If you listen to the financial industry you will fall into utter despair because you will realize you do not have enough money saved for retirement. Nor will you ever have enough money saved.
Do you feel that way? I certainly did. Before I quit work they had me convinced. I don’t have enough saved. I’ll never have enough saved.
The Financial Industry
This TIME article quotes various sources saying that you will need to save 8 times, 11 times, 12 times, 18 times your ending annual salary if you are to have any quality of life in retirement.
Or, looking at your needs rather than savings, this CNN Money article says this about what your post-retirement annual income should be:
When I started writing for MONEY magazine in the 1980s, people routinely referred to the “70% rule” when discussing the percentage of pre-retirement income one ought to shoot for. Soon 70% expanded to 80% or 90%, and before long, some people began suggesting that 100% was a more realistic benchmark. A few years ago, one retirement research firm even came up with a figure of 126%.
The financial industry has a strong interest in convincing you that you don’t have enough saved. To have any hope of ever retiring you will save as much as you can, investing in the stock market and in mutual funds. That makes money for the financial industry: the financial advisers, the brokers, the mutual fund companies. The money they make from you will allow them to retire with large incomes. The better they convince you that you need to save, save, save, the easier it will be for them to retire.
Just in case you are not already scared enough that you don’t have enough saved, the financial industry causes periodic financial crashes that wipe out your already meager savings. Just when you thought there was a glimmer of hope you might have enough saved, crash, there it goes. Oh well, you’ll need to save more money.
A funny thing happened
Before I quit work they had me convinced. I don’t have enough saved. I’ll never have enough saved. But then I started thinking. If I’ll never have enough saved, maybe I should just stop working now. Maybe I should focus on doing the things I want to do while I’ve still got my health and my body still works.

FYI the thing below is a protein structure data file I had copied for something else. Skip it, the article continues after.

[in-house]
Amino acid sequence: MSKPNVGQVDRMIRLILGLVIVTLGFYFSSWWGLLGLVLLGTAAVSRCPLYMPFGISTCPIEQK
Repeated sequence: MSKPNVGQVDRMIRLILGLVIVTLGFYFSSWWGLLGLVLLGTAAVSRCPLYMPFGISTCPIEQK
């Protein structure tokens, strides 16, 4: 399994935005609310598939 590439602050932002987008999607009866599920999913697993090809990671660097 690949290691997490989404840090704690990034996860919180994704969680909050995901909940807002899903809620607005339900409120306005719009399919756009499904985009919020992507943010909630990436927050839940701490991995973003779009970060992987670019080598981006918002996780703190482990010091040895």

It took a while to make the decision to stop working because I owned a house and the equity in the house was the biggest part of my savings. I first needed to come to terms with selling the house, which is another story.
Eventually I sold the house, then stopped working. Then something funny happened. I stopped worrying about whether I had enough money. Suddenly everything seemed okay. My focus was no longer on whether I had or would have enough money, but was now on what to do each day.
Tanya and I moved from Boulder to Tucson to enjoy the warmer winters. We take trips to Phoenix, to Sedona. We explore the hiking and cycling and culture around Tucson. We go back to Boulder to volunteer with our beloved Conference on World Affairs and see our Boulder friends. We do stuff.
We’ve discovered that contentment in life comes more from experiences than from possessions – except the bicycles we own so we can have the experiences 🙂 . It comes less from buying things and more from what we do, the effort we put into things, the friends we have. We create memories through experiences, which doesn’t have to cost a lot of money. And that sounds like a great topic for another post.